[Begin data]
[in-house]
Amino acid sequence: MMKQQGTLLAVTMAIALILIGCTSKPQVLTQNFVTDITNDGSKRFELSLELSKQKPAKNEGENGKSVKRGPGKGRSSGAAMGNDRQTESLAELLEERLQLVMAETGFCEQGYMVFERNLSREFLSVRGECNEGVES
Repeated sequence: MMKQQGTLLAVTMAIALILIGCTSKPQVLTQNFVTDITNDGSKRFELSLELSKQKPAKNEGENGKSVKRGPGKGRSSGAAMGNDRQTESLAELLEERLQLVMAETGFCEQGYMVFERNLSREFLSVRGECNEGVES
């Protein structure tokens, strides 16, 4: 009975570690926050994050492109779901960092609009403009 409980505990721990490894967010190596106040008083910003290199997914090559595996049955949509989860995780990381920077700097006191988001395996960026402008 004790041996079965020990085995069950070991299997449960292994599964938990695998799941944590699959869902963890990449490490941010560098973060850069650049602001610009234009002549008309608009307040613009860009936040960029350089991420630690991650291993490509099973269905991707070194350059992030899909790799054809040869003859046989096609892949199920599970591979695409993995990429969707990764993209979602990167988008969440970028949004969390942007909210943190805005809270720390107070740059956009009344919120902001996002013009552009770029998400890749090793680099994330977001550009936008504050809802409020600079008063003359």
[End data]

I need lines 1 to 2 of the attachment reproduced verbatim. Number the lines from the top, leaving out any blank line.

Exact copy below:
[in-house]
Amino acid sequence: MMKQQGTLLAVTMAIALILIGCTSKPQVLTQNFVTDITNDGSKRFELSLELSKQKPAKNEGENGKSVKRGPGKGRSSGAAMGNDRQTESLAELLEERLQLVMAETGFCEQGYMVFERNLSREFLSVRGECNEGVES